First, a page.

One of the notable features of FrontPage is its built-in support for automated web templates. The main distinction between these templates and HTML templates generated by other products is that FrontPage templates include an automatic navigation system that creates animated buttons for pages that have been added by the user. It also creates a multi-level navigation system on the fly using the buttons and the structure of the web site.
FrontPage was initially created by the Cambridge, Massachusetts company Vermeer Technologies Incorporated, evidence of which can be easily spotted in filenames and directories prefixed _vti_ in web sites created using FrontPage. Vermeer was acquired by Microsoft in 1996 specifically so that Microsoft could add FrontPage to its product line-up.
FrontPage's initial outing under the Microsoft name came in 1996 with the release of Windows NT 4.0 Server and its constituent HTTPd server Internet Information Services 2.0. Bundled on CD with the NT 4.0 Server release, FrontPage 1.1 would run under NT 4.0 (Server or Workstation) or Windows 95, and was aimed at providing server administrators with a tool to deliver rich web and intranet content in a package as easy to use as Microsoft Word.
FrontPage used to require a set of server-side plugins originally known as IIS Extensions. The extension set was significantly enhanced for Microsoft inclusion of FrontPage into the Microsoft Office line-up with the 97 release and subsequently renamed FrontPage Server Extensions (FPSE). Both sets of extensions needed to be installed on the target web server for its content and publishing features to work. Microsoft offered both Windows and Unix-based versions of FPSE. However, newer versions of FrontPage also support the standard WebDAV protocol for remote web publishing and authoring.
A version for Mac OS was released in 1998; however, it had fewer features than the Windows product and Microsoft has not updated it since.
In 2006, Microsoft announced that FrontPage would eventually be superseded by two products. Microsoft SharePoint Designer will allow business professionals to design SharePoint-based applications. Microsoft Expression Web is targeted for web design professionals who create full-blown web sites. Both are partially based on FrontPage. Microsoft announced that they will be discontinuing Microsoft FrontPage by December 2006.
Some features that are part of the last version of FrontPage include:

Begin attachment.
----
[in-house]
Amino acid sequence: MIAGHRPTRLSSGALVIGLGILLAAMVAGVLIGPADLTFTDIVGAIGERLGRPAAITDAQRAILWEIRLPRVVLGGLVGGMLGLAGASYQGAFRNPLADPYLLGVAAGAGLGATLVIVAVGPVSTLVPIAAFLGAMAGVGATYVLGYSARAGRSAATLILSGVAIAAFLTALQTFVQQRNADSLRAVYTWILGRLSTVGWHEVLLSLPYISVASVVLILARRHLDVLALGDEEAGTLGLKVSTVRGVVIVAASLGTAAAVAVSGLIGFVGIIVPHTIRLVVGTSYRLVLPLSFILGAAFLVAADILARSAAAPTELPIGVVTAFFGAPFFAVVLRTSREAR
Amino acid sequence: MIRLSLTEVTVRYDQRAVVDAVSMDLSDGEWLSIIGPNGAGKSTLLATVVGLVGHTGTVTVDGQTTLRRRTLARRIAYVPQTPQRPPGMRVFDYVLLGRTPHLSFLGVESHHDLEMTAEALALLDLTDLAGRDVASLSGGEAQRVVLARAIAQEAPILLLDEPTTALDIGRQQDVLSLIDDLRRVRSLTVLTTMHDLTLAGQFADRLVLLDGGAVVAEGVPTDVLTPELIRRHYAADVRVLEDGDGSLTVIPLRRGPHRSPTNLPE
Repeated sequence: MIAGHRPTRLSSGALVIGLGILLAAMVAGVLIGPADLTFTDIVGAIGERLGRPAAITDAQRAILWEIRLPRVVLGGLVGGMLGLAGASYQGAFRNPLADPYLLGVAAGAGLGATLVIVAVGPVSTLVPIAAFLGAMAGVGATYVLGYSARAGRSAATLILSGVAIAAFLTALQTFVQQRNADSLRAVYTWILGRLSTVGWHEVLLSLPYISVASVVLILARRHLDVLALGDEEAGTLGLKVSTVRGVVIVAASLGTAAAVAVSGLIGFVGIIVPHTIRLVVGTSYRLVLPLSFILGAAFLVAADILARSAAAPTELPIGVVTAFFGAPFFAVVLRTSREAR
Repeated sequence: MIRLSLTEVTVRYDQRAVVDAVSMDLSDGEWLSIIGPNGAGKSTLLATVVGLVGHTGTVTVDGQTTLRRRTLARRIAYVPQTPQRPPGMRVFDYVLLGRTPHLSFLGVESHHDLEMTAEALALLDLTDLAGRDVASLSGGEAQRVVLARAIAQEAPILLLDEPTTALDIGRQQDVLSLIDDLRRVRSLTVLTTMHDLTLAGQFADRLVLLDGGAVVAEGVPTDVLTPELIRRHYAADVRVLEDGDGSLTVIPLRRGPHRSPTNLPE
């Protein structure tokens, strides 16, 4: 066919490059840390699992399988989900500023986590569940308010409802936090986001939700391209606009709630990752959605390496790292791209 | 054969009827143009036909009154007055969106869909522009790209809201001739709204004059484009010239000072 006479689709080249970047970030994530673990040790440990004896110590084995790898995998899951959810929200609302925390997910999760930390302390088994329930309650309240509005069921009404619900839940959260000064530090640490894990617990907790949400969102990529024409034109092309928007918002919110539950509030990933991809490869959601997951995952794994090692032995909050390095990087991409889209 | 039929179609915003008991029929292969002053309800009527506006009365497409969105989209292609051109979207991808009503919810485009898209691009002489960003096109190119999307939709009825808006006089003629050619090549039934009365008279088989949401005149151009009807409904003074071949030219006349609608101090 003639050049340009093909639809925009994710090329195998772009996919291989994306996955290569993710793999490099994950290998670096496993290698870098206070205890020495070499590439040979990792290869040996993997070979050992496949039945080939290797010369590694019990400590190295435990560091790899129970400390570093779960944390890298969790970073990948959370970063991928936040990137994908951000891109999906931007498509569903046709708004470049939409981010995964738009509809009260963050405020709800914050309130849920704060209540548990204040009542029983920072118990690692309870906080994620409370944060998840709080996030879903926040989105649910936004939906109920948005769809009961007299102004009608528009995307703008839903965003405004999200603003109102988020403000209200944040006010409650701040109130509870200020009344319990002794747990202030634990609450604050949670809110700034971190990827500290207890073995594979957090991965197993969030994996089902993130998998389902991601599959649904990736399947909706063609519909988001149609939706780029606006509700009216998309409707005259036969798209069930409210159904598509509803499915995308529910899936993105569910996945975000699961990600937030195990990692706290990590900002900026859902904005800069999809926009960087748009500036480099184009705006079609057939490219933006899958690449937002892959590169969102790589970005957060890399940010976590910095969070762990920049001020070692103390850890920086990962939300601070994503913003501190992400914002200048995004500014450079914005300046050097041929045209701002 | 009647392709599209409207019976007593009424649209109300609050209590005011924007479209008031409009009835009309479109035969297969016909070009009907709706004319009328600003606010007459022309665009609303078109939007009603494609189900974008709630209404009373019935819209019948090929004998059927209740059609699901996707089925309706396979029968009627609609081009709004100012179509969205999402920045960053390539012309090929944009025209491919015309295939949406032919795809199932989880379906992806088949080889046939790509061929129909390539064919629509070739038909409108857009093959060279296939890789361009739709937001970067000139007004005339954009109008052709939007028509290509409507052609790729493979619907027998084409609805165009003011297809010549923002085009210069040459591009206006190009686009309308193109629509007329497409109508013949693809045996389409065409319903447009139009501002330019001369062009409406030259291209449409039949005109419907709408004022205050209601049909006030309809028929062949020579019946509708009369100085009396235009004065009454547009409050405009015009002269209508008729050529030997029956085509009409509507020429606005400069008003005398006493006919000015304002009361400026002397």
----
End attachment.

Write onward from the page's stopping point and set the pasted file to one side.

- Help navigating through your site, and seeing your file structure, visually
- Built in image editor (MS Image Composer)
- Point-and-click functionality for common tools, like mouseovers, e-mail forms, and hit counts
- Simple to use with previous knowledge of Office products
- Integrated data display with Office products like Access and Excel
- Support for CSS-based themes (like ASP.NET master pages)
- When you change the URL of a page, all the links to that page are dynamically changed
- Task-assignment for team projects
- Content is editable from anywhere with FrontPage (password is needed)
- Support for rich clipboard data import (i.e. copy/pasting data from Internet Explorer into FrontPage 2003 will automatically download media resources such as images and save them locally)
Some criticism of FrontPage include:
- In previous versions, the WYSIWYG mode tended to generate non-validating HTML, resulting in pages that were optimized for Internet Explorer. However, FrontPage 2003 is capable of generating valid XHTML if the author requires it.
- In some cases, HTML that is manually changed in FrontPage's code view can revert back to incorrectly generated markup after making even slight changes in WYSIWYG mode.
- Because of the way it manages content as live resources, FrontPage is generally not well suited for administering medium to large corporate websites.
The final version of FrontPage is Microsoft Office FrontPage 2003. The company has introduced two new products to replace Frontpage called Microsoft Expression Web and Microsoft Office SharePoint Designer. Previous versions include:
Vermeer FrontPage 1.0
- 1995 Microsoft FrontPage 1.1
- 1997 Microsoft FrontPage 97 (version 2)
- 1997 Microsoft FrontPage Express 2.0 (free stripped-down version came with Internet Explorer, and could be found online from numerous "download" repositories
- 1998 Microsoft FrontPage for Macintosh 1.0
- 1998 Microsoft FrontPage 98 (version 3)
- 1999 Microsoft FrontPage 2000 (version 9) included in some Office 2000 editions
- 2001 Microsoft FrontPage 2002 (version 10)
- Microsoft Office FrontPage 2003 (version 11)
- Notice: There is no official version 4 to 8, because after Frontpage was included in some Office editions, the Frontpage version numbers followed their Office version numbers. Nonetheless, version numbers may appear in the meta tags of HTML code generated by these versions of Frontpage.